(For Bloomberg fair value curves, see CFVL <GO>)
May 22 (Bloomberg) -- West Texas Intermediate traded near the highest price in more than four weeks after a Chinese manufacturing gauge rose, signaling a stabilizing economy in the world’s second-biggest oil consumer. Brent was steady in London.
Futures were little changed in New York after advancing 1.6 percent yesterday. China’s preliminary Purchasing Managers’ Index was 49.7 for May, up from 48.1 the previous month and the highest reading this year, according to HSBC Holdings Plc and Markit Economics. Crude stockpiles in the U.S., the largest oil user, fell by 7.23 million barrels last week, the Energy Information Administration reported yesterday.
“The PMI almost came as a surprise because data released two weeks ago weakened our expectation that the Chinese economy will soon recover,” Hong Sung Ki, a senior analyst at Samsung Futures Inc., said by phone today. “It’s meaningful that the number today has reached close to 50, which gives a positive outlook for oil prices.”
WTI for July delivery was at $104.02 a barrel in electronic trading on the New York Mercantile Exchange, down 5 cents, at 12:48 p.m. Seoul time. Front-month futures climbed $1.63 to $104.07 yesterday, the highest close since April 21. The volume of all contracts traded was about 6 percent below the 100-day average. Prices have gained 5.7 percent this year.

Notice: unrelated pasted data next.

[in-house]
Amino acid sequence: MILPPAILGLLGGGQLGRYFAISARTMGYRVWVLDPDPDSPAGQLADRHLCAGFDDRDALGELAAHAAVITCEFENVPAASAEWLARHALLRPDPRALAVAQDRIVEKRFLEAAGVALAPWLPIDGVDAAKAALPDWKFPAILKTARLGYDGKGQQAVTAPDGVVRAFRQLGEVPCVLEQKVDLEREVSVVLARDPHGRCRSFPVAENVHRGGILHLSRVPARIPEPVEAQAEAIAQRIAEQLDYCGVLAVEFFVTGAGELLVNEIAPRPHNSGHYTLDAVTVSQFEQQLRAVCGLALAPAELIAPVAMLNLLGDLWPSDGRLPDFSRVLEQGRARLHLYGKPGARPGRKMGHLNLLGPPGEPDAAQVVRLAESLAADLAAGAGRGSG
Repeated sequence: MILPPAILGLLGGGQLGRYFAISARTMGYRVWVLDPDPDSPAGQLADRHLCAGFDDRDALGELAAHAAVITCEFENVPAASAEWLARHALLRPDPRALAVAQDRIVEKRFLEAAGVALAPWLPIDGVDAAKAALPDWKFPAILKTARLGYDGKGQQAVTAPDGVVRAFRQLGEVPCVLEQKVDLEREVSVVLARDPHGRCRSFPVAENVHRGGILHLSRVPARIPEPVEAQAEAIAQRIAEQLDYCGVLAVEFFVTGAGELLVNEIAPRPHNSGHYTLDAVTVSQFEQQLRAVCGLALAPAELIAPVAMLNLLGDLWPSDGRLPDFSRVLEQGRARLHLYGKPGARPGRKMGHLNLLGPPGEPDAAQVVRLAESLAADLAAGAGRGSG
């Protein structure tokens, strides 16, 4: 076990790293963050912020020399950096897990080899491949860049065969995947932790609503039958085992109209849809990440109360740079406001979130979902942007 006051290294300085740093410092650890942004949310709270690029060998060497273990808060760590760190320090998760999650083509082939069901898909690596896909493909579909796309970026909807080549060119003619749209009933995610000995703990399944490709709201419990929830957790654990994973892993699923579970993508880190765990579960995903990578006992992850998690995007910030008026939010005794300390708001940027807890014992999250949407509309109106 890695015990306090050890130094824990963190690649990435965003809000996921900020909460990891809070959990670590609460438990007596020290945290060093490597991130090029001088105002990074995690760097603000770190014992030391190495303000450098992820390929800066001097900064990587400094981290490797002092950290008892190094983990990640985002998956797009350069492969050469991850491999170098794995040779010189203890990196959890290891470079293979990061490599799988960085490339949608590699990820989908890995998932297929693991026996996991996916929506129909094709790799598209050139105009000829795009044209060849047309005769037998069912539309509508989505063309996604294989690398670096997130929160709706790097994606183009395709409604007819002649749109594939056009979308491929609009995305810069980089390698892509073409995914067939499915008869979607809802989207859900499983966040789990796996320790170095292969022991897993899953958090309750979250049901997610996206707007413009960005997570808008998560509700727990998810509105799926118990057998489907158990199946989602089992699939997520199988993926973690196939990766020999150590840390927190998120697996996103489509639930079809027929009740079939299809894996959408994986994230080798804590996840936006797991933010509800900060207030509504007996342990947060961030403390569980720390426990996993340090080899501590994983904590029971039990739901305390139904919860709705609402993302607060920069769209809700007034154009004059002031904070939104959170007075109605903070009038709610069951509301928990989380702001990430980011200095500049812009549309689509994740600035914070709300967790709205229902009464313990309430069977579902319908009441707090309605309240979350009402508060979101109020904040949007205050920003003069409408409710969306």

Brent for July settlement was 4 cents higher at $110.59 a barrel on the London-based ICE Futures Europe exchange. The European benchmark crude was at a premium of $6.57 to WTI. The spread closed at $6.48 yesterday, the narrowest in a month.
HSBC and Markit’s PMI reading for China exceeded the median estimate of 48.3 in a Bloomberg News survey of economists. It’s also higher than the final April figure released May 5 and remains below 50, signaling a fifth month of contraction.
Communist Party leaders are betting that measures such as tax breaks and accelerated spending on railways will help protect an economic growth target of 7.5 percent for 2014. The Asian nation will account for about 11 percent of global oil demand this year, compared with 21 percent for the U.S., forecasts from the International Energy Agency in Paris show.
U.S. crude inventories dropped to 391.3 million barrels in the week ended May 16, said the EIA, the Energy Department’s statistical arm. Supplies were projected to be unchanged near a record high, according to the median estimate in a Bloomberg survey of nine analysts.
“Crude stockpiles are falling faster than expected as they’re now going into the peak summer season,” Hong said of increased motor-fuel consumption.
Gasoline inventories expanded by 970,000 barrels to 213.4 million last week, the EIA report shows. Distillates, including heating oil and diesel, were up 3.4 million at 116.3 million.
--With assistance from Ben Sharples in Melbourne.